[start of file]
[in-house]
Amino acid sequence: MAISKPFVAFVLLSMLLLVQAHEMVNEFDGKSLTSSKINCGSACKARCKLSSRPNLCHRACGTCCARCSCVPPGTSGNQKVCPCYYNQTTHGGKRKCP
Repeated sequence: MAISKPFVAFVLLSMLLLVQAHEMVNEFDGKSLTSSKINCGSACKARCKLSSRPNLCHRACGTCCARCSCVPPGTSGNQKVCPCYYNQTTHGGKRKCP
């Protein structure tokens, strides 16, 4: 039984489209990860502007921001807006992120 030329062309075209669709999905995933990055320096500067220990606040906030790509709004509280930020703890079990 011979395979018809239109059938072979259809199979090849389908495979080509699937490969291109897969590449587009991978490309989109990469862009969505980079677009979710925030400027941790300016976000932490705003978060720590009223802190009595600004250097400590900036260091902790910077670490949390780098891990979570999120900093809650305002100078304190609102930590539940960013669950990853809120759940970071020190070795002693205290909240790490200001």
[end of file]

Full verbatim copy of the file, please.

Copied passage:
[in-house]
Amino acid sequence: MAISKPFVAFVLLSMLLLVQAHEMVNEFDGKSLTSSKINCGSACKARCKLSSRPNLCHRACGTCCARCSCVPPGTSGNQKVCPCYYNQTTHGGKRKCP
Repeated sequence: MAISKPFVAFVLLSMLLLVQAHEMVNEFDGKSLTSSKINCGSACKARCKLSSRPNLCHRACGTCCARCSCVPPGTSGNQKVCPCYYNQTTHGGKRKCP
């Protein structure tokens, strides 16, 4: 039984489209990860502007921001807006992120 030329062309075209669709999905995933990055320096500067220990606040906030790509709004509280930020703890079990 011979395979018809239109059938072979259809199979090849389908495979080509699937490969291109897969590449587009991978490309989109990469862009969505980079677009979710925030400027941790300016976000932490705003978060720590009223802190009595600004250097400590900036260091902790910077670490949390780098891990979570999120900093809650305002100078304190609102930590539940960013669950990853809120759940970071020190070795002693205290909240790490200001």